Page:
Peter I hope the days when actors treated stage management as servants are over.
Beryl I wouldn’t dream of asking a stage manager to bring my lunch.
Jon Was it a prop? Or just a peckish actor?
Charlotte A hungry actor.
Beryl This makes me want to eat my own head.
Vivian ‘Diva’ for me means when your personal ego gets priority over the feelings and work of everyone else in the production.
The word Diva came to mean ‘a difficult person’ and I think that derivation shows that it sometimes stands in for ‘woman with opinions’.
Jon The word interests me. Diva means ‘goddess’, and it was first used for performers in an entirely reverential way. Then it came to mean ‘a difficult person’ and I think that derivation shows that it sometimes stands in for ‘woman with opinions’.
Vivian I don’t see it limited to one gender, one profession or one specific behaviour. They may not have been wearing pearls or demanding only blue M&Ms, but I’ve seen people get away with utterly unacceptable behaviour. But the gender aspect is interesting, because in my experience the women I would describe as ‘divas’ – irritating, selfish and myopic – presented in quite a masculine way and they had obviously never been challenged. And I wonder whether that was because they didn’t have the feathers and whatever – the traditional feminine accoutrements.
Jon You don’t have to be swanning around in furs demanding pearlised water to be behaving like a diva. What are some of the more micro versions, like Charlotte’s actor with the sandwich?
Beryl Shouting at a dresser in a quick change.
Jon I once saw an actor sweep off stage and shout “Wig! WIG!” at the theatre fireman.
Ros I must say that most casts I’ve worked with over the years have all been completely wonderful.
Peter I’m always surprised at the way actors accept that other actors make mistakes, but expect stage management to always be perfect. There’s often a diva moment after an SM mistake.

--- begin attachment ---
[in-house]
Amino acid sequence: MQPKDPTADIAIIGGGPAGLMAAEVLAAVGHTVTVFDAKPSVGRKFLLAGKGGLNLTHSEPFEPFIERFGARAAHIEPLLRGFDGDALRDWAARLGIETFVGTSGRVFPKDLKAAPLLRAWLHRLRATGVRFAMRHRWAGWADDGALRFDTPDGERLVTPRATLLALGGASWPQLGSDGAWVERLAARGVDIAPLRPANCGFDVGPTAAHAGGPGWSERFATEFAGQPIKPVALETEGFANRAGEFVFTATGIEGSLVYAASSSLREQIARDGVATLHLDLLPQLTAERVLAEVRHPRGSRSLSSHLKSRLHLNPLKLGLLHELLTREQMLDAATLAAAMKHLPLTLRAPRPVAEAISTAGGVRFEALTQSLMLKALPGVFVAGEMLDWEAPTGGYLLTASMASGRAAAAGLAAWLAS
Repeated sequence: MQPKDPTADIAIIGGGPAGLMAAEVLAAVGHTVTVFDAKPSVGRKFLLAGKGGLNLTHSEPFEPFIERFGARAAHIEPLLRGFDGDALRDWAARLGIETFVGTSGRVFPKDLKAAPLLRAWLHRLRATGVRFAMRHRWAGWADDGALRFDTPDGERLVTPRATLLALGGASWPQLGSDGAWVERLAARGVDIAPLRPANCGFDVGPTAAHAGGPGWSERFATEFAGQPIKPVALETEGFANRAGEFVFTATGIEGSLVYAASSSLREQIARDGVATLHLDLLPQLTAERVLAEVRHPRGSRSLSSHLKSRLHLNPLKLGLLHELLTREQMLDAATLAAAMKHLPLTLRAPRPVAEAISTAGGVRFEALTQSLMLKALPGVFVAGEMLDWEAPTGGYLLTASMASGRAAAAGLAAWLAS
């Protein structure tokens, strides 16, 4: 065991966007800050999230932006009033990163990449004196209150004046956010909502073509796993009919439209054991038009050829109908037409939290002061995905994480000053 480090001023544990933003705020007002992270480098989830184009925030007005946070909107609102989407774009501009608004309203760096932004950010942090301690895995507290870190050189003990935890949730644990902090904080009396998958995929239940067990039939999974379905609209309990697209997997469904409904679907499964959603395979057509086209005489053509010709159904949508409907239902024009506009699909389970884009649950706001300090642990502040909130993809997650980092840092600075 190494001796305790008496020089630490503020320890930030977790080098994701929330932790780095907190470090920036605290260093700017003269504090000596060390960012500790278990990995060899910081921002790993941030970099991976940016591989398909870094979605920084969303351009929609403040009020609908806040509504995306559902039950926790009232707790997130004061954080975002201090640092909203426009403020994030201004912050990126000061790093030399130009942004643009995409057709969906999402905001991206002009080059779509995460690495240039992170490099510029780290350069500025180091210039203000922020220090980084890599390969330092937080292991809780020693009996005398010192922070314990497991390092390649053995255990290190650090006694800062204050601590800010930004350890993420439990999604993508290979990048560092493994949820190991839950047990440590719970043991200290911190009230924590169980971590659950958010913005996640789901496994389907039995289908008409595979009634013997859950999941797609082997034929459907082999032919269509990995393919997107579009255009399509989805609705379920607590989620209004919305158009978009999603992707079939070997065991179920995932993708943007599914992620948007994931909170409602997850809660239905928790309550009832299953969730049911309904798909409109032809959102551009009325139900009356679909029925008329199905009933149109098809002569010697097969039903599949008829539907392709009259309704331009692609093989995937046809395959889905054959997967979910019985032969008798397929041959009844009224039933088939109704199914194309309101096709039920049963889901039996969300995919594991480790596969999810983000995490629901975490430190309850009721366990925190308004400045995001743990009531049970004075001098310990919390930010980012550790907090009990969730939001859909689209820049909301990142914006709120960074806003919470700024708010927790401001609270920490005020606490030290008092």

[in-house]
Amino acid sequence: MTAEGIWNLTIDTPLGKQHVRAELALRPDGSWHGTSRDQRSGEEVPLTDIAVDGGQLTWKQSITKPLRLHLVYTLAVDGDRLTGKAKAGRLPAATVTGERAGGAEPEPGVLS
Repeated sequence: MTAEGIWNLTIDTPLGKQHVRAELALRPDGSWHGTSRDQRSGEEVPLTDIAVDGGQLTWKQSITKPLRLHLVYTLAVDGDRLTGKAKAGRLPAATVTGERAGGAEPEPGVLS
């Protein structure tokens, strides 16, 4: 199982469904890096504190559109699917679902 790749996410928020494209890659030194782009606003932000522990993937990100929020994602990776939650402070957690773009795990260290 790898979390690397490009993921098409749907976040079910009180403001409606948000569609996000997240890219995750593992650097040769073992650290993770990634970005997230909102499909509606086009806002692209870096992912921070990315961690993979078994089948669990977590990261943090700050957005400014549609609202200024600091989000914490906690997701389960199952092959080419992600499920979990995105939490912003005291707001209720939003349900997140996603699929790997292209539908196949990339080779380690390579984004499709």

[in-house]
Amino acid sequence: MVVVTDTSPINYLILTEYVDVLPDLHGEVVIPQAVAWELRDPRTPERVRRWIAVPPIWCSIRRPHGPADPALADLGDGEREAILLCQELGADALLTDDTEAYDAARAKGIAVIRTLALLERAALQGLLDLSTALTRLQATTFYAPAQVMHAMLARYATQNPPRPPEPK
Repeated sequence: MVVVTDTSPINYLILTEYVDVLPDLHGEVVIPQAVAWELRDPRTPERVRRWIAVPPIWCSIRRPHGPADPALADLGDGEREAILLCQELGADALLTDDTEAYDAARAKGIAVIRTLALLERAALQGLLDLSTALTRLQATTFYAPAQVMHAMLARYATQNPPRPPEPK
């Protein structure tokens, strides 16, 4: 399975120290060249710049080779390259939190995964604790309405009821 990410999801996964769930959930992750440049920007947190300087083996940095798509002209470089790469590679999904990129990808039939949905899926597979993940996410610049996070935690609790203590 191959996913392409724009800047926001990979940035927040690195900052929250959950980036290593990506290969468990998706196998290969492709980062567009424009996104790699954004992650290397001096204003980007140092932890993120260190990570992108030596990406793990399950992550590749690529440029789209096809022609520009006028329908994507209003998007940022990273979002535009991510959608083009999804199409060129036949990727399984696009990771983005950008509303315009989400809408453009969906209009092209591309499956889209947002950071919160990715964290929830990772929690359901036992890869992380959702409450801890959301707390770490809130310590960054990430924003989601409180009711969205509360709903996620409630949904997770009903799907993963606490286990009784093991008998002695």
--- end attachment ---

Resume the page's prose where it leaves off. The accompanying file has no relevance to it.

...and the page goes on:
Beryl Is that because the actor feels exposed and vulnerable ‘out there’? That is not an excuse, by the way.
Jon Not from you it’s not, but I’ve definitely seen that used as an excuse for poor behaviour from some people.
Beryl Me too! It seems we actors are very delicate creatures.
Ros Some directors I’ve worked with are guilty of the ‘expecting stage management to be perfect’ thing, and have kicked off when a mistake was made.
Jon We’re focusing on funny stories, but in the room this stuff can be damaging. For instance, the actor who jedi-mind-tricks the director into letting them use every choice they want, no matter the effect on the rest of the cast.
Beryl Yep. Selfish.
Vivian On one occasion, I worked with an actor who was a beautiful person – hard-working, young, a delight – and I found out on the last week of a long run that his dresser had been going out to buy him water, keeping it at room temperature and opening it for him. I hit the roof. Mainly from incomprehension. It seemed to me that the dresser had been used to and expected a tiered system where he weirdly placed himself at the bottom, and was creating an environment where the actor felt he could do that. The actor must have believed this was acceptable, which is also very worrying.